Previously published on Inc.com.
By connecting with people who face hurdles similar to yours, you can vastly expand the possibilities for your own future.
Books about innovation fascinate me because they help me understand how people come up with new, world-changing ideas. At the top of my pile is Steven Johnson’s Where Good Ideas Come From. In it, he talks about the ‘adjacent possible’ — a sort of shadow future that is just at the edge of today’s present and offers immense potential.
Think of it like this: You are standing in a room with four doors. You open and walk through each door, and on the other side is another room with three more doors. As you open door after door, entering room after room, you will soon find yourself in a room that you did not have access to from the room where you started.
That’s your adjacent possible.
You can’t see it today. You can’t get to it today, at least not directly. But you can get there. The reward for doing so is access, not only to a wealth of new ideas, resources, expertise, and opportunities you would have never known were available but also to a world of people who are eager to learn from your experiences and teach you about things you know nothing about.
The most successful executive and entrepreneurs I know understand this model. So when I work with my clients, I push them to think about and explore how they can open lots of doors and tap into their adjacent possibilities as often and as broadly as they can.
How can you do that? Here are three steps everyone can take:
- Begin by convening and collaborating with those people within your own organization who are tackling other parts of the same challenge that you are. Identify like-minded individuals and invite them to lunch or organize a call to explore the idea of knowledge-sharing on a regular basis.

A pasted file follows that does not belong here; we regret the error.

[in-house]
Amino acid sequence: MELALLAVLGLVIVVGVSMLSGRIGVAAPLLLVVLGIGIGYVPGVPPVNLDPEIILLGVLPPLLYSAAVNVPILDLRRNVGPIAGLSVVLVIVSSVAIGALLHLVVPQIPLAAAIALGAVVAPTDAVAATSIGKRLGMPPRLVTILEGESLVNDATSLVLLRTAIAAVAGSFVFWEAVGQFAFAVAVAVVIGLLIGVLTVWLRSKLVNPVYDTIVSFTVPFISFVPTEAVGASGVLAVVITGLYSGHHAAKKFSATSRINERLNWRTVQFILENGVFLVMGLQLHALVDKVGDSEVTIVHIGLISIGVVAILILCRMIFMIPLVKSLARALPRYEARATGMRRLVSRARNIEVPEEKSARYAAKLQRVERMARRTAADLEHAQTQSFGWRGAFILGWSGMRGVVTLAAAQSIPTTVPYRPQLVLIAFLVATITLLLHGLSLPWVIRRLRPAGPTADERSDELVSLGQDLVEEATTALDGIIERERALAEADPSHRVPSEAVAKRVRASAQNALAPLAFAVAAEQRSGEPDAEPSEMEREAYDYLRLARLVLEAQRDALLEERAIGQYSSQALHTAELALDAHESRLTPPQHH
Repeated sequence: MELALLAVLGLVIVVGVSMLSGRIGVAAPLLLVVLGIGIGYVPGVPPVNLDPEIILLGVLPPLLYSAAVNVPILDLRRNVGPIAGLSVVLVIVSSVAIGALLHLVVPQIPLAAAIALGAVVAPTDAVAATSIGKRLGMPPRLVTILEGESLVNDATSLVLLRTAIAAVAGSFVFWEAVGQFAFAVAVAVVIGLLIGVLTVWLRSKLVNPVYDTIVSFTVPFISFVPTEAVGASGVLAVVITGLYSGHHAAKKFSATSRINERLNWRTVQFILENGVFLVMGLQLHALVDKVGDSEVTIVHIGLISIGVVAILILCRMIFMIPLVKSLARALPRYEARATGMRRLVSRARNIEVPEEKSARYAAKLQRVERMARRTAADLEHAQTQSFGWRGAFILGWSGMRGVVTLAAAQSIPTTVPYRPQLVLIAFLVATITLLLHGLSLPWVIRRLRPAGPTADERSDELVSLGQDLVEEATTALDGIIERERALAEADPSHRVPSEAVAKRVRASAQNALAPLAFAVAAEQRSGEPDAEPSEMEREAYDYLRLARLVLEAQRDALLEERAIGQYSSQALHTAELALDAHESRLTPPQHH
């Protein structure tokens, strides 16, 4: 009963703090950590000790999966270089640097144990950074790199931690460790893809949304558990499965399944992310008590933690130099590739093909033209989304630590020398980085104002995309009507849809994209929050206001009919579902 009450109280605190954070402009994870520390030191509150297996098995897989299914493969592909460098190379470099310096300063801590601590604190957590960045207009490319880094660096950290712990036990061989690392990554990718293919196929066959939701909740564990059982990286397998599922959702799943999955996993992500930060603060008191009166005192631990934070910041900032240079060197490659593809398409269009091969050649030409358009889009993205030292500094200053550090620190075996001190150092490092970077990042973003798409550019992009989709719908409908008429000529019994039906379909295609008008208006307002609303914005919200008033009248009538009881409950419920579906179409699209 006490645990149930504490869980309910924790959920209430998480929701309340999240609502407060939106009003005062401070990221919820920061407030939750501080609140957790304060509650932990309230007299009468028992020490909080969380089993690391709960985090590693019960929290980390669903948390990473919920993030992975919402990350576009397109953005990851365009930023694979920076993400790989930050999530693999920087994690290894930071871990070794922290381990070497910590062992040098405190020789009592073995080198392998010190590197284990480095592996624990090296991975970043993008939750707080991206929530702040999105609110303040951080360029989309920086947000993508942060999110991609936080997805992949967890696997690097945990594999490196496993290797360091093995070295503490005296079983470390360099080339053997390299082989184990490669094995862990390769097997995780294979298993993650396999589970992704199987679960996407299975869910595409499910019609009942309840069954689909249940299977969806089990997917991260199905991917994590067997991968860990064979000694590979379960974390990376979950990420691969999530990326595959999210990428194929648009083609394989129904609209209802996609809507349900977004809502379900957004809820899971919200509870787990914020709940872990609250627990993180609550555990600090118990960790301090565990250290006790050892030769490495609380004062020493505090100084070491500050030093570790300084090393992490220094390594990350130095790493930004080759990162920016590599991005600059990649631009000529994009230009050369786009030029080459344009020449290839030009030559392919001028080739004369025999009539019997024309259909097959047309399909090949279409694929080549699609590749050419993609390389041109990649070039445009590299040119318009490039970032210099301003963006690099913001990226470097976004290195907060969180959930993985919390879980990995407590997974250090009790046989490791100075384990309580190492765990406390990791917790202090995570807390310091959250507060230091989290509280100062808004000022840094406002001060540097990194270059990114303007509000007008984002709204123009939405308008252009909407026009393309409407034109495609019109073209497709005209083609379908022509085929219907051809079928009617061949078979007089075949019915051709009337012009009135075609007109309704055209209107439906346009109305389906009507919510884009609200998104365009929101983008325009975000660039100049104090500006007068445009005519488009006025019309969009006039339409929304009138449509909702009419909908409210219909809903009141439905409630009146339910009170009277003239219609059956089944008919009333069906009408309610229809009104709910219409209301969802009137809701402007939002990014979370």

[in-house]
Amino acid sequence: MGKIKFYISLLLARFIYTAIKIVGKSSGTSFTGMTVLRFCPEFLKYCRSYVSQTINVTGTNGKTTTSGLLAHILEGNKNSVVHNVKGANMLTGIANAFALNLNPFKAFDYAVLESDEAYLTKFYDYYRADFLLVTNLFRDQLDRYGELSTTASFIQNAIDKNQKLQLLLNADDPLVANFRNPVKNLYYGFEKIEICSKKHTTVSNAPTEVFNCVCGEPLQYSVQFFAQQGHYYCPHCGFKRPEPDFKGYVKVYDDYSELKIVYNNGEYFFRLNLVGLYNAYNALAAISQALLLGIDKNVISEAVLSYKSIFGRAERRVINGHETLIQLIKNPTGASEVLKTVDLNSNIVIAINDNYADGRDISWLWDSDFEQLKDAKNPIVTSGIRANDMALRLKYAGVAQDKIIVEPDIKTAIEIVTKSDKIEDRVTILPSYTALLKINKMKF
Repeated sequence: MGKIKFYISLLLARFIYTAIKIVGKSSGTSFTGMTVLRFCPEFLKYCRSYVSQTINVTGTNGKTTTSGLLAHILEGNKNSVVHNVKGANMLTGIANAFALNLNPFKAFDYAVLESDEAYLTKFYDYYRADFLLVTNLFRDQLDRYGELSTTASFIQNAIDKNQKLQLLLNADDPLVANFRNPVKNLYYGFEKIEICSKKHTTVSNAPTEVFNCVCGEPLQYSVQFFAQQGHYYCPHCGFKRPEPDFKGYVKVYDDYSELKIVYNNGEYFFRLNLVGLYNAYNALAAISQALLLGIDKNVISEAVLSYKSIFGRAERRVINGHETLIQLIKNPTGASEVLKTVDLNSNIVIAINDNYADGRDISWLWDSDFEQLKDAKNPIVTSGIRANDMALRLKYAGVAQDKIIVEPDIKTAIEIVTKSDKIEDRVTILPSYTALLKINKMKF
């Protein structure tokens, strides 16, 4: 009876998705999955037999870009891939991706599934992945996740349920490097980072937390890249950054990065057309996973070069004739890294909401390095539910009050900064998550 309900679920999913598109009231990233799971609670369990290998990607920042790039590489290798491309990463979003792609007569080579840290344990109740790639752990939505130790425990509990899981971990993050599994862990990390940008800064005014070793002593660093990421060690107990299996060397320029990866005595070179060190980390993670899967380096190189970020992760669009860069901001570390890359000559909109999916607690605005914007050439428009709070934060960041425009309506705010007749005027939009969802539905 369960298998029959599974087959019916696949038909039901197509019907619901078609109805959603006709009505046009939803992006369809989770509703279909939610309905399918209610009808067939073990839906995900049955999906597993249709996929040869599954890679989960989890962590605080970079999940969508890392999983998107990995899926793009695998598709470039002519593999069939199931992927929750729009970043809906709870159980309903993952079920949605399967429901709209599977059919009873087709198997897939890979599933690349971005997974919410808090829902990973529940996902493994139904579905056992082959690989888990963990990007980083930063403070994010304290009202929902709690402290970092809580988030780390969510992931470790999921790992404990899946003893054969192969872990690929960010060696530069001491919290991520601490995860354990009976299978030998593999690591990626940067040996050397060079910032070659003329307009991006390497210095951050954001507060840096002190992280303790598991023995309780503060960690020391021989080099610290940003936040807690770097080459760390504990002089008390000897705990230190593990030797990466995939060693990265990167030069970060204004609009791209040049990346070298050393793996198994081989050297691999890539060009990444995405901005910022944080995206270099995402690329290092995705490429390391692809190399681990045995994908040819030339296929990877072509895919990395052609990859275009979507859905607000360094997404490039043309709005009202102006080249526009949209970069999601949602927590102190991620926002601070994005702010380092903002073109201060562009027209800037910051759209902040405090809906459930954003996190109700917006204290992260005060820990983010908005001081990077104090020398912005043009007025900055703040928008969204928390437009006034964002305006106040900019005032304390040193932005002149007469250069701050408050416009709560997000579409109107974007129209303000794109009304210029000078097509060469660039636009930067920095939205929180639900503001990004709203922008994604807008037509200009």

- Build your personal network by identifying others outside your company who share the same job title as yours or who are facing a similar next hurdle in their company or their career progression. LinkedIn is a great tool for this. Ask for a call, meeting, or get together at an upcoming trade show or industry event. Build a connection and agree to collaborate or share ideas whenever possible.
- If you are tackling a big challenge (clean water, global poverty, technological advancement), convene those in your industry, including those at competitive organizations. Set a simple agenda of sharing what your organization is learning and ask others to do the same. This sort of co-opetition model will help everyone expand their adjacent possible and create a more robust set of solutions for the entire industry.
No matter what issue, challenge, project, or initiative you are working on, you are not alone. There are always others in your wider ecosystem if you begin to open the door to those possibilities. But you need to open the first door.
What will you do this year to connect with those in your ecosystem and broaden your own adjacent possible?